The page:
Today’s Contributor: Yeyn Aguilar, Kindergarten Teacher & CIC at Barrington Elementary.
Have you ever wanted to have EVERY student on task but can’t seem get that done? Do your students suffer from the “TEACHER, TEACHER!!!” syndrome? Don’t you just wish you could do small groups and not have to be interrupted to either answer the “What do I do?” question or to redirect students, hoping you won’t have to repeat yourself…2 minutes later? (After all, remember you only have 15-20 minutes with your small groups…)
My name is Yeyn Aguliar and I am a Kinder teacher. In my room, we run 12 centers (reading center, writing center, math center, pretend center, discovery center, art center, computer center, blocks center, sensory center, Peace area center, Teacher Center, and a Fitness Center). Students do morning routines every day and then, after gathering their materials, they head to their centers while small groups start. On average, only 1-3 students will leave their center or be off task in the span of 1 hour. This could not be possible if it wasn’t for the AMAZING TEAM OF…. Mr. Aguilars that are present every day.
Meet the Crew!
I know what you’re thinking, but no… I don’t have that many identical twins and this is not a case of …
This is just the power of duplication with the use of technology. It seems more complicated than it really is, but the end result is well worth it. I’ll get to the specs in a bit, but first, let’s look at some pros and cons about using Duplication for Center Management.
Why should I do this?
- Students are honing their tech skills at every center: logging into their Portal, navigating through BLEND, and finding their center on a web page.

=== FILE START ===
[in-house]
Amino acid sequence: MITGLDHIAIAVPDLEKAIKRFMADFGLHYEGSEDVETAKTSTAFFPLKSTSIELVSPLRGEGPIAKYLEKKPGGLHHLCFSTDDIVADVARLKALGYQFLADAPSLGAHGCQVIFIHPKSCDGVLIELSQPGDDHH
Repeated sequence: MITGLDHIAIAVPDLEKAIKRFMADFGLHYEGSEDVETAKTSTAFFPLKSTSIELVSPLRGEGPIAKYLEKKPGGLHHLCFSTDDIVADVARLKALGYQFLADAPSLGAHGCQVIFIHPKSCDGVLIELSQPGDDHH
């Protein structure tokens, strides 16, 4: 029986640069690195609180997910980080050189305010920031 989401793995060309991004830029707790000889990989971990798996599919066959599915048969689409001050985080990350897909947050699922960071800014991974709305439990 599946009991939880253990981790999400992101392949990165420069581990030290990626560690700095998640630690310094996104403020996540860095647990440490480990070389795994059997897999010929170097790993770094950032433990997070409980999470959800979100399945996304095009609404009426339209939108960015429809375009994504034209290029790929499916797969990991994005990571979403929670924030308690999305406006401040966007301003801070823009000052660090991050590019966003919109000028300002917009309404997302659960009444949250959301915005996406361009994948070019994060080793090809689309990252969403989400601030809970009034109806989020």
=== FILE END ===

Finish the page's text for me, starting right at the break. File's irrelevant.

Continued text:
- Students have the ability to refer back to the directions for what they will be doing and what their end result will look like without having to run across the room yelling, “Teacher, Teacher!!!” (I allow them to look at the videos no more than 2x.)
- Students are learning responsibility and self-management skills during EVERY center.
- Small groups run smoother with fewer interruptions, thus allowing for students to focus longer.
- Fewer accidents and more engagement take place at different times simultaneously.
- Learning takes off at varying yet steady paces.
- You will eventually get tired of hearing yourself.
- You will need to make sure you are up to date with your tech skills.
- You will need about 30 minutes to record all this per week. This should take care of the lesson for the 5 days of the week. (This will vary depending on classroom needs.)
- It does not always take off as quickly as one would like, but be patient.
As you can see, the pros much outweigh the cons when it comes to duplicating yourself within centers. You can accomplish this in various ways; it does not have to be digitally in order for you to be able to duplicate yourself. You can use role playing between students, a short story, a journal entry (you to them) and many other means. As your students get older, you can introduce much more tech that includes computers, tablets, cell phones, etc.
How do I do this?
How the Teacher will prepare:
- Have a lesson plan ready to know what you will want students to produce at each center.
- Have a camera ready, either from your computer or from a portable camera, to record a short 2-minute video.
- Create a new page in Blend with the week number.
- Upload the video for each center.
- “SAVE and PUBLISH”… (you cannot forget this part).
What students will do:
- Students go to the center and gather around the screen (laptop, iPad, etc.).
- The student team lead will click the video and everyone will watch then discuss it.
- Students can watch the video again or wait a bit while they complete the task required.
- Journal Entries are recorded.
- After completion, the center is left back to the required status (clean up).
It is every teacher’s dream to be able to help EVERY student in the way they need, and this is possible, but we must be willing to work smarter, not harder to make this happen. Duplicating yourself in the classroom is a way of offering that additional support to individuals or groups of students at the same time. Duplicating yourself in the classroom will allow you to focus your energy on other things that matter a bit more, like closing gaps, introducing new procedures, or doing some further testing as needed. So, stop worrying about how you will get to EVERY student in such a short time and start MAKING it happen by duplicating yourself in your classroom. With proper planning, this concept can be available at home for students and parents.